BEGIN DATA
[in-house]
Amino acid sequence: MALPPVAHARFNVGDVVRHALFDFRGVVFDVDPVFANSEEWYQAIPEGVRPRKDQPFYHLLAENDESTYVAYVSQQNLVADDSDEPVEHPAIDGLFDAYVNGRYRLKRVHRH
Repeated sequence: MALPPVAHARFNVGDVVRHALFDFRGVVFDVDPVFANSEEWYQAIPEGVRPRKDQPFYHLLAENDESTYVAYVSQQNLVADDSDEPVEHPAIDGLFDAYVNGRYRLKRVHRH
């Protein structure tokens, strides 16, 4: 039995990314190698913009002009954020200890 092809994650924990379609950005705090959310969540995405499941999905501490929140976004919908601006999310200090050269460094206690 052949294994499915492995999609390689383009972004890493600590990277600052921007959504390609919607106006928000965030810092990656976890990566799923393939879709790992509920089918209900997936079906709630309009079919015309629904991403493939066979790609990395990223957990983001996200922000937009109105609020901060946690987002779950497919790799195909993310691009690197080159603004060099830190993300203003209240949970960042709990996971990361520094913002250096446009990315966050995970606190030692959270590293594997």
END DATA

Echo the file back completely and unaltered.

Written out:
[in-house]
Amino acid sequence: MALPPVAHARFNVGDVVRHALFDFRGVVFDVDPVFANSEEWYQAIPEGVRPRKDQPFYHLLAENDESTYVAYVSQQNLVADDSDEPVEHPAIDGLFDAYVNGRYRLKRVHRH
Repeated sequence: MALPPVAHARFNVGDVVRHALFDFRGVVFDVDPVFANSEEWYQAIPEGVRPRKDQPFYHLLAENDESTYVAYVSQQNLVADDSDEPVEHPAIDGLFDAYVNGRYRLKRVHRH
């Protein structure tokens, strides 16, 4: 039995990314190698913009002009954020200890 092809994650924990379609950005705090959310969540995405499941999905501490929140976004919908601006999310200090050269460094206690 052949294994499915492995999609390689383009972004890493600590990277600052921007959504390609919607106006928000965030810092990656976890990566799923393939879709790992509920089918209900997936079906709630309009079919015309629904991403493939066979790609990395990223957990983001996200922000937009109105609020901060946690987002779950497919790799195909993310691009690197080159603004060099830190993300203003209240949970960042709990996971990361520094913002250096446009990315966050995970606190030692959270590293594997």